On Mar. 14, students all over the country walked out of their schools at 10 a.m., and stayed outside, giving speeches, saying chants, and wielding signs, until 10:17. The specific 17-minute time frame was used to symbolize the 17 students who lost their lives in the Stoneman Douglas High School shooting in Parkland, Fla., on Feb. 14, exactly one month before the walkout.
Parkland students have been protesting since the shooting, putting their education on hold while they advocate for gun control rights. Students have been so well spoken that they have even been accused of being crisis actors.
After the shooting, South students began to organize a walkout in support of Parkland. Students were instructed to wear orange and bring signs, many of which were made during a sign making party in the IHS hall, days before the walkout.
On the morning of the march, South students, faculty (who are not legally allowed to show their support, but many of which doned orange clothing), Roosevelt students, community members, and reporters gathered in front of the flagpole. Seniors Maya Corral, Allison Dominguez, Anna Graff, Sasha Marlan-Librett and Jailani Thiaw spoke at the rally, pausing between speeches for a moment of silence to remember the Parkland victims.
Thiaw and Marlan-Librett read the names and ages of the 17 Parkland students killed in the shooting, and Corral and Dominguez delivered speeches.
“Parents should be able to send their kids to school and see them home alive at the end of the day,” Corral said during her speech. “This isn’t an issue of mental health, video games, or domestic violence. This is an issue of our representatives not doing their jobs.”
The National Rifle Association (NRA) has been at the frontline of the gun control debate. Today they tweeted a photo of an AR-15, the weapon of choice of almost every school shooter, along with the quote, “I’ll control my own guns, thank you.” Many are calling out the NRA for posting the insensitive tweet on the national walkout day.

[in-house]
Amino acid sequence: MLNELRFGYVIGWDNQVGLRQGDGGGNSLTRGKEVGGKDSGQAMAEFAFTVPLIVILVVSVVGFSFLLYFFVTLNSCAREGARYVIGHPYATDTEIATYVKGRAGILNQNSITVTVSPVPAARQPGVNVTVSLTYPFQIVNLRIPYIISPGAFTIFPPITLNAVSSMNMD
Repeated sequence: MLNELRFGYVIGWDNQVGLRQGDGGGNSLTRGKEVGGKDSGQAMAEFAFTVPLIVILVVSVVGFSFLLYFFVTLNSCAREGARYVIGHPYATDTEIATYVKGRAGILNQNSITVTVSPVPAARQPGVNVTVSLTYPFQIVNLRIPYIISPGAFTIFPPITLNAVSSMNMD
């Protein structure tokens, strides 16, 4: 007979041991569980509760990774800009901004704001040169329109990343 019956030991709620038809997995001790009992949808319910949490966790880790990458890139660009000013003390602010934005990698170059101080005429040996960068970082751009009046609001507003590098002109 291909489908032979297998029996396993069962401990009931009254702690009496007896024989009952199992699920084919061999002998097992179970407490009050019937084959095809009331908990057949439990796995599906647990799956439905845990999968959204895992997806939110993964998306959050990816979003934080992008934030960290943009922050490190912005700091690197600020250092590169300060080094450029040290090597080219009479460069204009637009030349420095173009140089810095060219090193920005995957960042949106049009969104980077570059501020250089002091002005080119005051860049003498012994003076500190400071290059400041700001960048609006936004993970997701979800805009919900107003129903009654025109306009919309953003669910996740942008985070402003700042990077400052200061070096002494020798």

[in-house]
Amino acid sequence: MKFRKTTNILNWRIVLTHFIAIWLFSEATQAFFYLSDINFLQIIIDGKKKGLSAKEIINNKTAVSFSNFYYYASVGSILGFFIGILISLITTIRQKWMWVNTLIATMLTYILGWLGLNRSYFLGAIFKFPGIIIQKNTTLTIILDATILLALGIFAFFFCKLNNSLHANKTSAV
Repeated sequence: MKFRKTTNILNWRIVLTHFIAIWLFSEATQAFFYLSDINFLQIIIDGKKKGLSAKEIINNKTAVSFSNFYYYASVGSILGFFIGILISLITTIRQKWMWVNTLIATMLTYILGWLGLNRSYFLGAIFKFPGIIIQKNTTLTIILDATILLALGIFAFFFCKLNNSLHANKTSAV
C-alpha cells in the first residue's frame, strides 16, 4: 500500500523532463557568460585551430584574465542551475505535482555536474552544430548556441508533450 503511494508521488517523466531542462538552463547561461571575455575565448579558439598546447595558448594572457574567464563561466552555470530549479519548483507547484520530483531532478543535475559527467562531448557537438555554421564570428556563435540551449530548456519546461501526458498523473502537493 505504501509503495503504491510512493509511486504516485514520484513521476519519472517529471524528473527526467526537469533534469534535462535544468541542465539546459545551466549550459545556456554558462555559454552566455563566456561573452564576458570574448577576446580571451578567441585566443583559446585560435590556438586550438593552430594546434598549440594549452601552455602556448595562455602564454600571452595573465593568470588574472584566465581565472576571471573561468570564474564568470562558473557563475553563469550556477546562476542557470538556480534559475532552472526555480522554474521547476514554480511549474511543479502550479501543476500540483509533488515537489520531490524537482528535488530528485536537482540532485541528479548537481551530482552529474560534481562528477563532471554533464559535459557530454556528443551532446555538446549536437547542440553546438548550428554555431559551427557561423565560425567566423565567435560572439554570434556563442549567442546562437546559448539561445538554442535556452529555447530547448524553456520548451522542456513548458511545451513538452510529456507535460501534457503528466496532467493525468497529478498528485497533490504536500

“In the 2016 election cycle, the NRA contributed over $700,000 to congressional candidates,” Dominguez said. “The NRA opposes the following gun control ideas: They oppose raising the minimum age to buy a gun. They oppose expanding background checks. They oppose banning assault weapons and high capacity magazines. They oppose having to register or get a license in order to have a gun. They oppose every attempt at solving the issue of gun violence in America.”
Students booed after each example of opposition, and when Dominguez listed two Oregon representatives who received money from the NRA one student yelled, “Get him out of office!”
The speakers ended by encouraging their peers to register to vote.
“In front of me today is the next generation of activists, of leaders, and most importantly of voters,” Dominguez said.
Corral organized voter information and students to run voter registration tables for the entirety of the day. More than 115 students took voter registration cards and online materials.
Unlike many other walkouts, it seemed that every student was on the same page regarding what solution needs to take place in order to end gun violence.
“The Parkland shooting was the last straw, which is kind of ridiculous because the last straw should have been Sandy Hook,” junior Sarah Parsons said. “I think there is a cultural and political shift now where people are actually starting to listen to students.”
This is just the beginning of student uprising against lack of gun control. A nationwide march is planned for March 24, titled “March for Our Lives.” Another nationwide walkout is occuring on April 20, the anniversary of the Columbine shooting.
“It’s important that the students aren’t letting the story die,” said junior Jade Pfaefflin. “They’re making the agenda.”
With the relentless passion of students across the nation, the government has a long road ahead of them against the battle of gun control.